Supporting English Language Learners': Reading in the Science Classroom
Corder, Greg, Science Scope
Several organizations in the scientific community have communicated a need for individuals to develop scientific literacy (AAAS 1993; National Academy of Sciences 1996; NSTA 2005). The skill to read and understand science-oriented information is an important means by which students may enhance their ability to acquire scientific literacy.
It might seem obvious that students with limited reading skills also have limited educational opportunities. Students acquiring English as their second, non-native language--presently referred to as English Language Learners (ELLs)--face this obstacle. Fortunately, a body of research has emerged that provides specific techniques for supporting and developing their reading ability. These findings can be readily applied to the science classroom.
English Language Learners
Students in the English Language Learner population are formally labeled as Limited English Proficient (LEP) by the federal government and most states. Although sharing a low proficiency skill of the English language, this rapidly growing segment of students is extremely diverse. They represent "every echelon of society from wealth, privilege, and education to poverty and illiteracy; they speak varying degrees of English" (Roseberry-McKibbin 2002, p. 13). Moreover, many immigrants, refugees, and migrants enter the United States with "limited, intermittent, or interrupted schooling" (Rivera and Vincent 1997, p. 347). Some English Language Learners are actually American-born (Echevarria, Vogt, and Short 2004); however others "enter the United States from many places. In the different countries of origin, curricular sequences, content objectives, and instructional methodologies may differ dramatically from American practices" (McKeon 1994, p. 46). An obvious language deficit challenges English Language Learners' academic success, while cultural and socioeconomic differences compound their education struggle.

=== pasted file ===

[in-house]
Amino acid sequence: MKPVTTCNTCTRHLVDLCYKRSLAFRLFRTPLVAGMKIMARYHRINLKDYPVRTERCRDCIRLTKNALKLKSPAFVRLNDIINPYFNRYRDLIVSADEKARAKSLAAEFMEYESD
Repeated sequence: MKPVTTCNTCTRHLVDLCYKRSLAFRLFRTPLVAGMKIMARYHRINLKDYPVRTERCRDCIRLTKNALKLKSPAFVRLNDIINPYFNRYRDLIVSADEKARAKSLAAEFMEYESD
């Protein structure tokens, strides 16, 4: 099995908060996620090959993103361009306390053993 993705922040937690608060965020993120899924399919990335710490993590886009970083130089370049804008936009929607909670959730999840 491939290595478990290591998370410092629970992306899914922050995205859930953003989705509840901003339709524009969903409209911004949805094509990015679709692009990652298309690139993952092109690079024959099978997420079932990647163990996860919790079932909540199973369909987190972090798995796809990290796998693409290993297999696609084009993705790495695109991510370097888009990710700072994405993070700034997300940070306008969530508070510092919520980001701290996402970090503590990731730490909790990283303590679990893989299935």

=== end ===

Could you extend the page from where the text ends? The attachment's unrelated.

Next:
The population of students classified as English Language Learners in American schools has and continues to experience major growth. Between the 1992/93 and 2002/03 school years, the total population of American students grew approximately 11%, while the population of identified LEP students grew approximately 85% (NCELA 2004). Moreover, Ruiz-de-Velasco and Fix reported that immigrant growth has been concentrated in urban areas, thus causing more extreme growth for those school systems (2000). Coupling their unique education needs with their population's growth makes the task of teaching English Language Learners seem daunting.
Regardless of the challenge, three important reasons compel U.S. public schools to provide ELL students with differentiated instruction. First, federal legislation addresses the education of identified LEP students. Title II of the Educational Amendments Act of 1974, the Equal Educational Opportunity Act, required that all schools use instructional programs to overcome LEP language barriers. A 1974 Congressional amendment to the Bilingual Education Act of 1968 clarified programs' intent and design (Stewner-Manzanares 1988). More recently, the No Child Left Behind Act of 2001 (U.S. Department of Education 2001), the reauthorization of Title I of the Elementary and Secondary Education Act of 1965, mandates identification and testing of LEP students' academic performance and progress. Second, the U.S. Supreme Court has clarified schools' responsibility in teaching ELLs. According to the Court, "non-English-speaking children have a right to special help" (Lau v. Nichols, as cited in Porter 2000, p. 404). Therefore, schools must pursue and implement a program to meet the needs of English-as-a-Second-Language (ESL) students by using sound educational theory as recognized by experts in the field (Castaneda v. Pickard, as cited in Porter 2000). Finally, most educators acknowledge an ethical obligation to afford ELLs the same educational opportunities as their English-speaking peers. …